The famous bond that develops between performers and their audience is often palpable. Yet, as much as they might love to be onstage, many a performer has made it clear that the reason they pursue an active private life is because "you can't take an audience home with you after the show."
Through From the Horse's Mouth "talk/dance" format, Anna Sokolow Way will offer a firsthand look at the personal experiences of dancers, actors, critics and musicians who worked with Anna over the course of her 60-year career in dance.
When I was a teenager I worked on a show that was about a family. As with real families, my fictional family on "Life Goes On" had its ups and downs, and as part of the fictional downers, the actors were often called to cry on cue. This absolutely terrified me.
There are those who think poorly of talkbacks. They think theater, in many ways an ephemeral art, is to be experienced, not analyzed. This is the same argument made by those who think you shouldn't hold poetry interpretation classes.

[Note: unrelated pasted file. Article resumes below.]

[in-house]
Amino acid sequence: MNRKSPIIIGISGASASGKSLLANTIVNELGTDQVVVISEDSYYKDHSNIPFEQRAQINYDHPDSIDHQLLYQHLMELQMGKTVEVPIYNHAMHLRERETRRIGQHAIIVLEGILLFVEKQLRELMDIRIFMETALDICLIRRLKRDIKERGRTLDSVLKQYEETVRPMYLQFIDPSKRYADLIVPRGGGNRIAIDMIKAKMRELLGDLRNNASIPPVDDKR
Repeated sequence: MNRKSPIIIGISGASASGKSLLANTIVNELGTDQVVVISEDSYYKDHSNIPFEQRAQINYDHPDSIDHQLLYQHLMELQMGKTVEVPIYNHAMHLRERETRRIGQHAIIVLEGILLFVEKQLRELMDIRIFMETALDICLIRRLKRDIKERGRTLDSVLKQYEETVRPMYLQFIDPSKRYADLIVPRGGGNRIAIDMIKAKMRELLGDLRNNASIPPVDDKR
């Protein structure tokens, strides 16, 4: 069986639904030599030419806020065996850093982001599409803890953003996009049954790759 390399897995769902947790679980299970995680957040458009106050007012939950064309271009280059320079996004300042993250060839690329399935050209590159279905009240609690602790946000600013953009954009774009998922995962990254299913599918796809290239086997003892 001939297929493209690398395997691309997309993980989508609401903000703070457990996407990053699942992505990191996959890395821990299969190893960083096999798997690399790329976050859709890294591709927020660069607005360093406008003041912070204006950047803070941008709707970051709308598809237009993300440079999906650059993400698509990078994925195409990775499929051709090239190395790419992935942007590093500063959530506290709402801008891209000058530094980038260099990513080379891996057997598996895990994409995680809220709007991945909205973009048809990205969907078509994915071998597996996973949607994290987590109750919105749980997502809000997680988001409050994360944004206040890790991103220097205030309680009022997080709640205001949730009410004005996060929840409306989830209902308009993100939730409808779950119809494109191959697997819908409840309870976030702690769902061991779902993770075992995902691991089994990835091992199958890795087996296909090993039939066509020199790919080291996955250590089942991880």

Len Cariou may well be the most persistently employed performer on the planet. He leaps fleetly from role to role, format to format and venue to venue -- theater, film, television, recordings, narration, voiceovers, documentaries and audio books.
David Mamet is so distinctive that his name became an adjective. So he'll survive this week in which his play The Anarchist immediately posted a closing notice for Dec. 16 and a revival of his Glengarry Glen Ross opened with a starry cast and less starry reviews.
Patti Issues is bitingly funny and deeply moving as Ben Rimalower delves into complex issues of family relationships, depression, coming out, the nature of celebrity worship and the pitfalls of meeting our own idols.
Patti Issues is not just 90 minutes of gay diva worship, and Rimalower has wisely given the show a much-needed emotional core by balancing out the LuPone anecdotes with a compelling exploration of his troubled relationship with his father, who came out when Ben was 8.